While a mountain of bills filed this session aim to curb Texas’ abortion rate, two Austin lawmakers hope their measure will prevent unplanned pregnancies from happening in the first place.
State Sen. Kirk Watson, D-Austin, and state Rep. Mark Strama, D-Austin, filed identical bills calling for the renewal of the Women’s Health Program, a Medicaid waiver originally enacted five years ago, that provides family planning services to low-income women in Texas. Watson told reporters Monday morning that one year of family planning services cost $203 per woman, while the total Medicaid costs of an unplanned pregnancy and birth can reach up to $9,000 in the first year.
“The cost of helping women prevent unplanned pregnancies is a fraction of the cost of providing government services to indigent women and their babies,” Watson said.
Citing a study by the Health and Human Service Commission, Watson said the Women’s Health Program saved Texas about $21 million in general revenue just in 2008.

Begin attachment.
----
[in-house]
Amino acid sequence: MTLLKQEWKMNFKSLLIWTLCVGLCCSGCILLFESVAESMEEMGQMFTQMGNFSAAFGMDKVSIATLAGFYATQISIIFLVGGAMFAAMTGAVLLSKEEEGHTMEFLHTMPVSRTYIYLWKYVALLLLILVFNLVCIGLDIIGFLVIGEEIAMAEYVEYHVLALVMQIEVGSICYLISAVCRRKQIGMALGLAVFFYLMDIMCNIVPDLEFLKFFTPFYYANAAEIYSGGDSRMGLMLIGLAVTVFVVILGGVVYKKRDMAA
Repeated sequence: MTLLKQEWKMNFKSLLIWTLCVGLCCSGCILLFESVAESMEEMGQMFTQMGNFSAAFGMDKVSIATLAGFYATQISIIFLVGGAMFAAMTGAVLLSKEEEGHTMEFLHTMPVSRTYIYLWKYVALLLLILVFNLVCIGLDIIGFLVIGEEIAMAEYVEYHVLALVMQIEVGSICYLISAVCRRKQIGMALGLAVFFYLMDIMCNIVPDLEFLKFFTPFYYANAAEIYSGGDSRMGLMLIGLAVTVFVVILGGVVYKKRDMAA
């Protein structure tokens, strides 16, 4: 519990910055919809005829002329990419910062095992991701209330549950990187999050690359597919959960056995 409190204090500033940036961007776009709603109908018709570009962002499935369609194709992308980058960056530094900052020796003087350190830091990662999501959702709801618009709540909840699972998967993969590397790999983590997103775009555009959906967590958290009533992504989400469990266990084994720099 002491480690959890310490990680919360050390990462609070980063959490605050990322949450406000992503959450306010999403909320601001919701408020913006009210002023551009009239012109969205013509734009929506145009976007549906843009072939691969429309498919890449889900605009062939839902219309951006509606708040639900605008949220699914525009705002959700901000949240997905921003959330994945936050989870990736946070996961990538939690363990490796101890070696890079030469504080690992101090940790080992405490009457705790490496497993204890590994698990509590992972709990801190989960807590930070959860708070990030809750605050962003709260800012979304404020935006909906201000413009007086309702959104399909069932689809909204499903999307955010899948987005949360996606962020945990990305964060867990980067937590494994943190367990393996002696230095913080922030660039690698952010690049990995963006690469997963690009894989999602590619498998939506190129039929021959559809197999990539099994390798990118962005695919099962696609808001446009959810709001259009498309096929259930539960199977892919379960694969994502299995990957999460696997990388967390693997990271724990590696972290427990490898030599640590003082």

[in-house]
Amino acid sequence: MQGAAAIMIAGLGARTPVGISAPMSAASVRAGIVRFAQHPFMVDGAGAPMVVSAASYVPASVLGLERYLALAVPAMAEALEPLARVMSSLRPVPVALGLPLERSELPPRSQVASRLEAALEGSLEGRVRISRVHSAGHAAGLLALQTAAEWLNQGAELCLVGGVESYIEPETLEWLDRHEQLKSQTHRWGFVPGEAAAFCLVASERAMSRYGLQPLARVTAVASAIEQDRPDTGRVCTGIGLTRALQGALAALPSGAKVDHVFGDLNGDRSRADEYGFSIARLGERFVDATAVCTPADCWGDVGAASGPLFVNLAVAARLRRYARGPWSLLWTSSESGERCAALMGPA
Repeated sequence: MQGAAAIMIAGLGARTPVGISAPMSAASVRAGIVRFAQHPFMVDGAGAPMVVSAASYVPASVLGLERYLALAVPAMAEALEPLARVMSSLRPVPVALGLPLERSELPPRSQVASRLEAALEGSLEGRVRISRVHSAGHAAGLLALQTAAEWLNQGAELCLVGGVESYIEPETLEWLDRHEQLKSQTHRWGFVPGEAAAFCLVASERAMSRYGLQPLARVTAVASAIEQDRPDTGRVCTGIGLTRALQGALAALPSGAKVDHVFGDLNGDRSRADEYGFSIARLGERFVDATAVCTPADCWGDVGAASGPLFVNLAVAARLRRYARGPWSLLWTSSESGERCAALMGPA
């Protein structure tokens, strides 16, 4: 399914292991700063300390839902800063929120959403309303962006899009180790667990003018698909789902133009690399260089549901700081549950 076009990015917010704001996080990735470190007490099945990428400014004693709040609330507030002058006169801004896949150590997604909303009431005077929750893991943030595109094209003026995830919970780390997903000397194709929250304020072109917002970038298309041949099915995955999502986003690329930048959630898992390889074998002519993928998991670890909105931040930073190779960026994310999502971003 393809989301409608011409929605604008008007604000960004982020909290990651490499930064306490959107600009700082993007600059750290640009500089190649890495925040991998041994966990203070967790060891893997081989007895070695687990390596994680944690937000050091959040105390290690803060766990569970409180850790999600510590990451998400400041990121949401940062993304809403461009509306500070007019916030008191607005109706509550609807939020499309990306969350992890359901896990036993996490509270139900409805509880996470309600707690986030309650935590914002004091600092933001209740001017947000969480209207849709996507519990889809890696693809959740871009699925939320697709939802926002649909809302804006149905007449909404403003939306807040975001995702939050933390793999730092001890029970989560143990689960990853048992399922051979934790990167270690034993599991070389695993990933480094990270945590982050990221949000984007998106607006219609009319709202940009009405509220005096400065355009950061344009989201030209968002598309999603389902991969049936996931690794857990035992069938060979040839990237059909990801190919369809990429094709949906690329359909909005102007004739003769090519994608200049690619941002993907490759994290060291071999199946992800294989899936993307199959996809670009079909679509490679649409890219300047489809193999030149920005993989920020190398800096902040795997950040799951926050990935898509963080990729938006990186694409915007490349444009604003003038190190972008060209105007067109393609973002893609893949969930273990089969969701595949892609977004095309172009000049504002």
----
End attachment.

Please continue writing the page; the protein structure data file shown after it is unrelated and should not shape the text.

“By making this investment, Texas could save more than $100 million health costs over five years,” Watson said.
In its recommendations to save money this ugly budget session, the Legislative Budget Board recommended renewing the program and even expanding it. Allowing it to expire would be “a mistake,” Strama said.
“This is one where we know, based on historical and empirical evidence, where every dollar we spend saves us money in the immediate term,” he said. “Not to mention all the downstream costs.”
Senate Bill 585 and its counterpart House Bill 1255 – also called the Prevention Works Act – also has an education component that would require school districts to simply inform parents of their sex education curriculums whatever they may include.
“We’re not going to tell schools how to educate kids about sex,” Strama said. “What we do is empower parents by giving them more information than they have today.”
Texas has one of the highest teen pregnancy and repeat teen pregnancy rates in the country.
“We have real issues regarding the teen pregnancy rate,” Watson said. “Let’s make sure we do it right.”